An audiovisual landscape that consists of hybrid distribution mechanisms (broadcast, internet streaming) and diverse user terminals raises the issue of personalization versus the need to keep TV as a shared experience medium. Wages et al. propose an interactive broadcasting framework that allows personalisation of broadcasted live events. Their approach is to offer unedited camera streamsand at the same time provide the prerequisites for the establishment of ′virtual personalised channels′ [ Cho04 ]. They propose that the viewer could either follow the default version, or navigate live media events. The viewer could either ′lean-back′ on the sofa to be guided by the Video Composer, or ′lean-forward′ and take control over the navigation through the video streams (Video Conductor).

Table 2.  Research issues addressed by the respective papers in the special section


Research issue

Bimber et al.

Digital light projection

Cesar et al.

Multimedia standards for TV content annotation

Olaizola et al.

Video mixing of real and virtual scenes at the STB

Pastra and Piperidis

Video Searching for end-users

Rauterberg et al.

Automatic scaling of UI

Redondo et al.

Interoperability between MHP and OSGi

Tsekleves and Cosmas

Cross media application adaption

Wages et al.

Personalization of media streams

3.3.  Methodology

Bimber et al. employ video projectors for digital illumination in TV studios. Video projectors allow a spatial and temporal modulation of light that can be computer controlled and synchronized with the recording process of studio cameras. The key concept in Bimber et al. is that multiple projectors are used either solely or in combination with analog light sources for illuminating the entire, or parts of the TV studio environment. They explain that, spatially, projectors represent point light sources. Their capability of spatially modulating the light allows for creating almost arbitrary shading effects synthetically. Besides a spatial modulation, a temporal modulation of the projected light enables displaying different portions of the illumination time-sequentially. Bimber et al. acknowledge that there are alternative approaches, but the proposed digital light projection offers the potential of a unified solution for many practical problems in TV studios.

Olaizola et al. observe that AR systems demand increased hardware capabilities, which make difficult the reception and rendering in commercial set-top boxes. For this reason, they implemented the components of the 3D sub-system in a PC based system, where these limitations have been overcame by employing widely available Java 3D libraries. These libraries are not part of the MHP specification, although, the authors suggest that they could be easily added to the standard in the future.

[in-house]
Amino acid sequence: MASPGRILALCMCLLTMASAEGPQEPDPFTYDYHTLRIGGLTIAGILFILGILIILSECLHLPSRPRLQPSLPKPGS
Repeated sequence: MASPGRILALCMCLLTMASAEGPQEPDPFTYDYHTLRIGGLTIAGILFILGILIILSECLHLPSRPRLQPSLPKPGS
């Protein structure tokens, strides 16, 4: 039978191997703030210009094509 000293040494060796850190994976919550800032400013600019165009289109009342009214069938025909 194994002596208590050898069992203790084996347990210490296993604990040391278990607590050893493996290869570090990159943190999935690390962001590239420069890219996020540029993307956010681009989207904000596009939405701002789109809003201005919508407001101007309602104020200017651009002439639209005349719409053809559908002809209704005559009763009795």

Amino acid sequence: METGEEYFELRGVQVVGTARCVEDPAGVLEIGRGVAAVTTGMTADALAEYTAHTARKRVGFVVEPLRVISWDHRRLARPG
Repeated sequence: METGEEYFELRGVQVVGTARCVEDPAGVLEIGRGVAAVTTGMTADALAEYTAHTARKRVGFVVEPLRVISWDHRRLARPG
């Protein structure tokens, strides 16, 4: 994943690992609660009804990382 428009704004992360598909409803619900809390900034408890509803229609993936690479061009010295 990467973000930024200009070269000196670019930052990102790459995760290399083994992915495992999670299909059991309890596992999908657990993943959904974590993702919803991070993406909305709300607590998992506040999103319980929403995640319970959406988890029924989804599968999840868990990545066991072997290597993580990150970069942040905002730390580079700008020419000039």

Pastra et al. describe distribution and device technologies that go beyond traditional broadcast and TV and in particular the implications for video search services. In addition, they present the characteristics of the video search services and the ones of the more advanced videosearch techniques developed in state of the art prototypes. Moreover, they discuss the effects of shifting business models from the centralized digital libraries to distributed digital video storage.

In the context of dynamic UI scaling between diverse end-user terminals, the approach of Rauterberg et al. is to start by analyzing a UI design done by industrial designers. In doing so, they address one of the major issues in UI research and practice: how to make a deliberate design move from UI specification to software implementation. In particular, two studies are performed in order to bridge the gap between interaction designers of TV-based UI design and software engineers who need to convert this UI design into a functional UI. The methodological research question was which annotation method industrial designers would prefer and whether it could satisfy the technical requirements of the software engineering process.

In addition to UI scaling, there is a need for application adaptation to different terminals. Instead of developing the same application over and over and instead of emplying specialized tools, Tsekleves and Cosmas propose to exploit the familiarity of multimedia authors with the popular tool Macromedia Director. The translation from a high-fidelity Macromedia Director prototype to an ITV application could be performed with the use of metadata. Tsekleves and Cosmas first examined a number of possible metadata languages for describing an ITV application. Then, they provide an in-depth description of the operation of two tools, in order to offer an insight of how they can be used to make easier and streamline the process of creating digital TV applications for mobile terminals. Finally, they present case studies of converged broadcast and telecommunication service components.